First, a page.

When I read the poetry collection Noon until Night by Richard Hoffman, I said to myself, “Damn, this is one wise dude.” I think Hoffman has a way of reporting back to us through his own scars, displaying the bullshit we will encounter, and then he tells us in an avuncular way, “Move on.”
Hoffman is a Senior Writer in Residence at Emerson College in Boston, the author of two memoirs and several collections of poetry. I will be teaching his harrowing and artistically rendered memoir of childhood abuse Half the House at Endicott College this fall.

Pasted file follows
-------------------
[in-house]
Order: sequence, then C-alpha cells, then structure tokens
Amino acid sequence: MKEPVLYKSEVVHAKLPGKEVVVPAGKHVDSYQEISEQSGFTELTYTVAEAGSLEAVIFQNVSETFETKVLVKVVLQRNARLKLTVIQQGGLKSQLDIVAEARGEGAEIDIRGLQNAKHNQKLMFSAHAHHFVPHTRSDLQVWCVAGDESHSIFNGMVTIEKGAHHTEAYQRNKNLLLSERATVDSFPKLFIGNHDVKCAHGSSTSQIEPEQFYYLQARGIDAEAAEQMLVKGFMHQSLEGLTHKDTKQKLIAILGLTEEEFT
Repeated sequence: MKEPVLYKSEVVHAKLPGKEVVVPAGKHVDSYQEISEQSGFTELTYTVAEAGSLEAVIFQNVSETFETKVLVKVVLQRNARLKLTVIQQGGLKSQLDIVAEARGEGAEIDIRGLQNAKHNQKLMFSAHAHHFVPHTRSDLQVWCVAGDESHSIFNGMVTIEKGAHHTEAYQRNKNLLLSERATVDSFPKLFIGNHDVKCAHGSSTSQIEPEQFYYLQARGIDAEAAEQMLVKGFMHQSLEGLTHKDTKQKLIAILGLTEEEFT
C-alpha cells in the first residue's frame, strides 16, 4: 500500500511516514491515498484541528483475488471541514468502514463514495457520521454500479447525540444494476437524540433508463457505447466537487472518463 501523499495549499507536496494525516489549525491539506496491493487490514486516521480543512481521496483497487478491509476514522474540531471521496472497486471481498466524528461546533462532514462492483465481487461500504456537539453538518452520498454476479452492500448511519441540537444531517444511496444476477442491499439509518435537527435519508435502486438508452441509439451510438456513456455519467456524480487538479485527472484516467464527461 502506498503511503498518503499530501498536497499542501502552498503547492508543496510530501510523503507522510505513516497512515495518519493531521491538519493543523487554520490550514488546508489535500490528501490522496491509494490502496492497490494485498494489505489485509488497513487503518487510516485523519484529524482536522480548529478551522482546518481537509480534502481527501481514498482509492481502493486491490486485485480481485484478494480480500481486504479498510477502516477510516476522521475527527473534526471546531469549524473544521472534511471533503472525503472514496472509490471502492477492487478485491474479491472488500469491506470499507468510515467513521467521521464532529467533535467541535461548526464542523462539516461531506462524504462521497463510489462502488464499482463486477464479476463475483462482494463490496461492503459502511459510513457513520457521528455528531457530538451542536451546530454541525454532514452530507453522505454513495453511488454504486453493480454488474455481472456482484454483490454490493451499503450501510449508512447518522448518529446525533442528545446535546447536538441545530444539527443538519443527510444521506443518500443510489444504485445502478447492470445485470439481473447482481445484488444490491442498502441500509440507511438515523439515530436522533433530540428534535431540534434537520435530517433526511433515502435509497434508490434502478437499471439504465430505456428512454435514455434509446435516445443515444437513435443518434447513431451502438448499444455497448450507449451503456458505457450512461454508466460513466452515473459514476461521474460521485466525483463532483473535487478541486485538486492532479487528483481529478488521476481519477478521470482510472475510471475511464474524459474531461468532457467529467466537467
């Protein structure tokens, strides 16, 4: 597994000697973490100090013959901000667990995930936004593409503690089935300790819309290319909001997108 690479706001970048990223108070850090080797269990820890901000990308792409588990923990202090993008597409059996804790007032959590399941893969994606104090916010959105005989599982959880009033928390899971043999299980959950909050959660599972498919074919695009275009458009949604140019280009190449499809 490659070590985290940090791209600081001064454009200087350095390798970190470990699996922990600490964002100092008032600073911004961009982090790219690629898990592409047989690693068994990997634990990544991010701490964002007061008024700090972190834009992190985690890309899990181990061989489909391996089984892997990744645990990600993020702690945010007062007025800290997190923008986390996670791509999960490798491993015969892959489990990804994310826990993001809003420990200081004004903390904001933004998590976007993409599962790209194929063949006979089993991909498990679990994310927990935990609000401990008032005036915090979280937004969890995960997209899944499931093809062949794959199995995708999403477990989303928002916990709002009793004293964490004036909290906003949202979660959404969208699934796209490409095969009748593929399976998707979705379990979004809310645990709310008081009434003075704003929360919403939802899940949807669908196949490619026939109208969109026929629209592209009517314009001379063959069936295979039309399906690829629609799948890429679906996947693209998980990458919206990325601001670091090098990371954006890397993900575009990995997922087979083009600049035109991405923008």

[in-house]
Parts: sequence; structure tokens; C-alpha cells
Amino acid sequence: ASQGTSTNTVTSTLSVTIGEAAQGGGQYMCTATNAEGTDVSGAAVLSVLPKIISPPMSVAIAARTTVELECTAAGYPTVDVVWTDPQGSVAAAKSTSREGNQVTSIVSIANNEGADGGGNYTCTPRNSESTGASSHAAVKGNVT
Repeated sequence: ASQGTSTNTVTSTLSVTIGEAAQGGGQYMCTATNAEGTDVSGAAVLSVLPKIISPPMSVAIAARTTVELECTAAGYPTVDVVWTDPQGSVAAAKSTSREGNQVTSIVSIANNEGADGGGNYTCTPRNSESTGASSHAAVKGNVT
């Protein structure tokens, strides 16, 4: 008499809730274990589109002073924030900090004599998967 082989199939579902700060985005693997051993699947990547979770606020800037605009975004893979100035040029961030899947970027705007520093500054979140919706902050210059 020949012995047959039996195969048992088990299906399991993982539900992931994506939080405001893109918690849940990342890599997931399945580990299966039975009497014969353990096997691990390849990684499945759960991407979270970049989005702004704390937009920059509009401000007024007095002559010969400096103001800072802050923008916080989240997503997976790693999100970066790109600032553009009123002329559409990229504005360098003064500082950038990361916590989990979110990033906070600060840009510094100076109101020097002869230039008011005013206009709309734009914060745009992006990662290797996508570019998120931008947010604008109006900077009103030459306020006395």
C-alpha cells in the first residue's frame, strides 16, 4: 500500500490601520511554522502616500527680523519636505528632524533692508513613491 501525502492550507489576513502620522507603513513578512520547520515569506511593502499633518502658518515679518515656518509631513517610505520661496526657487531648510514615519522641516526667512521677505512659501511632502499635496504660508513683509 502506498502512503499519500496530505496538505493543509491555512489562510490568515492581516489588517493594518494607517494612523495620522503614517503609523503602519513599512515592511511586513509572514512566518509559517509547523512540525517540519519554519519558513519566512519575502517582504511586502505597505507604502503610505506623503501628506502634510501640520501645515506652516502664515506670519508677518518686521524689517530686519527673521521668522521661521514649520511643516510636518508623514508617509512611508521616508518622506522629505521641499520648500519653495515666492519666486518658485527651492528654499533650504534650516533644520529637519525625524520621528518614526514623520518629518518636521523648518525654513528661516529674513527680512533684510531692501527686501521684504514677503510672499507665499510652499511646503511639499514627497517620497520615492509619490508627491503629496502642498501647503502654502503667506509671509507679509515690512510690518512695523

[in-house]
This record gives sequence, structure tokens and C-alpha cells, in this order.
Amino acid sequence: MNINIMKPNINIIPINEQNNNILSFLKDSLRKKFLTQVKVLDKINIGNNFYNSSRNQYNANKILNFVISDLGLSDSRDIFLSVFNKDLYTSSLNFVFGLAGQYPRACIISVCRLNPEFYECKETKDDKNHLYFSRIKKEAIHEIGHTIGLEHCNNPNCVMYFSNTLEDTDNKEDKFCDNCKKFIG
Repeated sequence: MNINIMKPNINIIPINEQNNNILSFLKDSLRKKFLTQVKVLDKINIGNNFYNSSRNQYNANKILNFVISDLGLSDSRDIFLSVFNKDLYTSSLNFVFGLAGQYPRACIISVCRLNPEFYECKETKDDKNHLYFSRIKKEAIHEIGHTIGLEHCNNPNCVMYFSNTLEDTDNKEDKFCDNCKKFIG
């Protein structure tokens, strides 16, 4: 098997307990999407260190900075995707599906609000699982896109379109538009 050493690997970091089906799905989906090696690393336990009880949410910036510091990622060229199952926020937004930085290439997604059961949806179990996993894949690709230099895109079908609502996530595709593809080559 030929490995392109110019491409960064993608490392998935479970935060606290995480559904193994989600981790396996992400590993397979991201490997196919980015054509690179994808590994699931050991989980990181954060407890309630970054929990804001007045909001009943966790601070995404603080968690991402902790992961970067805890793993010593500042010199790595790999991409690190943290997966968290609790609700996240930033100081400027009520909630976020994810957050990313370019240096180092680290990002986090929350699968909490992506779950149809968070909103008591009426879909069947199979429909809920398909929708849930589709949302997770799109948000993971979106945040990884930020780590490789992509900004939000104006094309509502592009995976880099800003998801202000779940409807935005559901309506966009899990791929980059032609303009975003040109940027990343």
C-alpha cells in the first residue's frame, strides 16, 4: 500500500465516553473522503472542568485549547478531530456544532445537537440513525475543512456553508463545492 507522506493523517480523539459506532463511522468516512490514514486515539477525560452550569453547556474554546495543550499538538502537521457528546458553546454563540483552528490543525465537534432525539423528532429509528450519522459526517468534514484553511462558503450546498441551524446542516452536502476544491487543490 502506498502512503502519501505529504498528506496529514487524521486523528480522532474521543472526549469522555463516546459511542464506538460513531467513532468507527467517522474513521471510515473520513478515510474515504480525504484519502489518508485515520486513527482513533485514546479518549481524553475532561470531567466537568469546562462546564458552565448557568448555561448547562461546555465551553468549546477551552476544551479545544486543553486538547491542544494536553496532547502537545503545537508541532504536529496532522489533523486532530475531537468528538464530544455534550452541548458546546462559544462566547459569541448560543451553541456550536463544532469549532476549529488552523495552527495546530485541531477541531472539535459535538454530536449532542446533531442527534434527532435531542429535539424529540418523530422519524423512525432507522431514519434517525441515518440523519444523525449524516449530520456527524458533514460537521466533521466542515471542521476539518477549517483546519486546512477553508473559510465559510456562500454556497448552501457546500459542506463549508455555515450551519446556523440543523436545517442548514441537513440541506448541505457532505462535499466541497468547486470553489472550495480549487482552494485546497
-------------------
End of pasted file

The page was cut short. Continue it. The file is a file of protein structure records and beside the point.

I think to a great extent we try to figure out the puzzle of our fathers in order to understand ourselves. In the poem A Face in the Ceiling Hoffman pens a wonderful paragraph (among others) – a scene – a set – that captures the complexities, the sorrows of a father, and his need and attempt for transcendence. And there is a boy beside him who intuitively senses this, and tries to bring him out of his malaise: